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By Kathleen Ford Bay
Richards Rodriguez & Skeith LLP, Austin, TX
In Redondo v. United States, No. 2013-5058 2013 BL
243933 (Fed. Cir. 9/13/13) (denominated as a nonprecedential case),
the Federal Circuit addresses the discretionary authority of the
government to toll a statute of limitations in refund claim cases.
The Federal Circuit confirms the dismissal by the Court of Federal
Claims for lack of subject matter jurisdiction.
A taxpayer must, within three years of a timely filing, make a
claim for credit or refund of an overpayment, if required to file a
return. (If later, the taxpayer may make a claim within two years
of payment of the tax.) The IRS has the authority and discretion to
recognize a tolling of the statute of limitations if the taxpayer's
failure to act is due to a "financial disability" resulting from a
physical or mental impairment that "can be expected to result in
death or which has lasted or can be expected to last for a
continuous period of not less than 12 months."
§6511(h)(2)(A). However, the taxpayer also is not considered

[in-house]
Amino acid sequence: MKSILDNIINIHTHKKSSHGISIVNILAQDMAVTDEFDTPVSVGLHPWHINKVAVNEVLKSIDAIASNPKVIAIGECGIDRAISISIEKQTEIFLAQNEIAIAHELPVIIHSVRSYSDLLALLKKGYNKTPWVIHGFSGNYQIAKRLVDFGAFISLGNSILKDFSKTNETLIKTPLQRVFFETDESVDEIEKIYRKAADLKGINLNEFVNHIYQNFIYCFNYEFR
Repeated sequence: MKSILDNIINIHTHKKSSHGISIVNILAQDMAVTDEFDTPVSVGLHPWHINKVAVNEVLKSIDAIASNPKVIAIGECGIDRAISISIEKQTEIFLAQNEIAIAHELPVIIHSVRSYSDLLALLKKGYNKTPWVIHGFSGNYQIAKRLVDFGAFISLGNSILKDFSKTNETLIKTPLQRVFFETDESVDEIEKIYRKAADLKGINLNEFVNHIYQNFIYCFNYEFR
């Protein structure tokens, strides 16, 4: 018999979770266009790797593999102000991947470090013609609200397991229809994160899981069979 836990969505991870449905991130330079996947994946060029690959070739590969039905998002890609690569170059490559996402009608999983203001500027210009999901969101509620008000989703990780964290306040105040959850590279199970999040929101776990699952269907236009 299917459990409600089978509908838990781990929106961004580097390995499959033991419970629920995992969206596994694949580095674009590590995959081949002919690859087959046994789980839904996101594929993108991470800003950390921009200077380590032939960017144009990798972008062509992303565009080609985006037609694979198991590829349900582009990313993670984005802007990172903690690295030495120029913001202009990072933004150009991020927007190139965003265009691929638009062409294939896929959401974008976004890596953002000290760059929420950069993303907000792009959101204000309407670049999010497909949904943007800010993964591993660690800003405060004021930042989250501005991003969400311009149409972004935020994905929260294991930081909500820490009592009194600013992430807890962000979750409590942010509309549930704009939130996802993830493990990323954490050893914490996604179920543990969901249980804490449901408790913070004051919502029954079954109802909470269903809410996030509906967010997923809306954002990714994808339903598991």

to have a financial disability if there is a spouse or agent who
could have acted on behalf of the taxpayer.
The burden of proving the financial disability is upon the
taxpayer. Rev. Proc. 99-21, 1999-1 C.B. 960 specifies that, to
establish "financial disability," a taxpayer must submit a written
statement by a physician that includes:
Congress enacted §6511(h) after the U.S. Supreme Court
overturned the Ninth Circuit's decision that there implied in §6511
was "equitable tolling," holding, in United States v.
Brockamp, 519 U.S. 347 (1997), that the government had no such
authority. Abston v. Commr, 691 F.3d 992 (8th Cir. 2012),
appears to be the first appellate decision addressing §6511(h) and
Rev. Proc. 99-21. There the district court held, and the circuit
court affirmed, that the failure to submit the physician's
statement was fatal to the claim for tolling of the statute of
limitations. In an earlier case, a magistrate with the Federal
District Court of the Eastern District of California had actually
given the taxpayer, after a hearing, 28 days to file a supplemental
physician's statement. When the taxpayer failed to do so, the
magistrate recommended that the government's motion to dismiss the
taxpayer's complaint be dismissed. Bowman v. Internal Revenue
Service, these findings and recommendations were
adopted, the case was dismissed and closed. In Redondo,
the taxpayer also had additional time from the government to
provide a satisfactory physician's statement and did not do so.
For more information, in the Tax Management Portfolios, see
Peyser, 631 T.M., Refund Litigation, Peyser, 627
T.M., Limitations Periods, Interest on Underpayments and
Overpayments, and Mitigation, and Rule, 623 T.M., IRS
Procedures: Examinations and Appeals, and in Tax Practice
Series, see ¶3860, Statute of Limitations, and ¶3890, Claim for
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